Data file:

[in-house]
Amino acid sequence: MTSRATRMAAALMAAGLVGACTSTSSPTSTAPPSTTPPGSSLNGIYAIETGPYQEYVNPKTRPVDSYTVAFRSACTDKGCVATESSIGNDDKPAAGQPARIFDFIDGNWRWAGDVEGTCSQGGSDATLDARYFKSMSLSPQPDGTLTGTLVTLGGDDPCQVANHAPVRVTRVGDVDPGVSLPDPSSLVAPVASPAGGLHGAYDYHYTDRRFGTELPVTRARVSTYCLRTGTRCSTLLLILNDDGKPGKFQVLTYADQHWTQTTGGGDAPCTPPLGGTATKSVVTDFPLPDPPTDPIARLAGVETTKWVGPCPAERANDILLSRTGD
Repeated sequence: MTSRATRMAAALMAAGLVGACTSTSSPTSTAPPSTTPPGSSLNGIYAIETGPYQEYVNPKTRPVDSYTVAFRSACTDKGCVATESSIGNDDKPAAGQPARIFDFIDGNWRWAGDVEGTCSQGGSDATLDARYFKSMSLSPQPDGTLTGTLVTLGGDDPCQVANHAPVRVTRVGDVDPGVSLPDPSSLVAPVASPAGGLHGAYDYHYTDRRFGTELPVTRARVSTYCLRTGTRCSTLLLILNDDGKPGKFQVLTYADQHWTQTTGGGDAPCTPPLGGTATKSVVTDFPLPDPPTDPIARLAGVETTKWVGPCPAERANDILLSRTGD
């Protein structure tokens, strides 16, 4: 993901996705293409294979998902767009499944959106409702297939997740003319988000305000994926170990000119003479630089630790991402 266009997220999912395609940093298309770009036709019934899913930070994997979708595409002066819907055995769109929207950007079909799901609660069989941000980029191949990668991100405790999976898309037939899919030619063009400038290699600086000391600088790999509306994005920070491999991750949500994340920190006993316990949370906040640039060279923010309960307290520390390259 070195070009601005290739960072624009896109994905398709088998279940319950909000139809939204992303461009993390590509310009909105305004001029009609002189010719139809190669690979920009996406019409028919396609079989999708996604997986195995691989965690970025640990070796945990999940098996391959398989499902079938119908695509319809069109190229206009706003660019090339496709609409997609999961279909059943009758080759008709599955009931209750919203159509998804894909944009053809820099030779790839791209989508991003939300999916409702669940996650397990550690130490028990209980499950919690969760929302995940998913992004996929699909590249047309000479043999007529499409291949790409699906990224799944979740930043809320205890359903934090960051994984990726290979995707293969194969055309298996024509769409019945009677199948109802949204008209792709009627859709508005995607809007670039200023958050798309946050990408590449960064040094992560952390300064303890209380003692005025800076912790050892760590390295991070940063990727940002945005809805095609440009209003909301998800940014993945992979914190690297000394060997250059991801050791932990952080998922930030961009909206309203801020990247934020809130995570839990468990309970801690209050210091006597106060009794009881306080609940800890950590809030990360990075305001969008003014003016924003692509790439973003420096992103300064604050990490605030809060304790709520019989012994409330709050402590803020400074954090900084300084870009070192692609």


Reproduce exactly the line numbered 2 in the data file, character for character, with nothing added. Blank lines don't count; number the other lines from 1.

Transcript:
Amino acid sequence: MTSRATRMAAALMAAGLVGACTSTSSPTSTAPPSTTPPGSSLNGIYAIETGPYQEYVNPKTRPVDSYTVAFRSACTDKGCVATESSIGNDDKPAAGQPARIFDFIDGNWRWAGDVEGTCSQGGSDATLDARYFKSMSLSPQPDGTLTGTLVTLGGDDPCQVANHAPVRVTRVGDVDPGVSLPDPSSLVAPVASPAGGLHGAYDYHYTDRRFGTELPVTRARVSTYCLRTGTRCSTLLLILNDDGKPGKFQVLTYADQHWTQTTGGGDAPCTPPLGGTATKSVVTDFPLPDPPTDPIARLAGVETTKWVGPCPAERANDILLSRTGD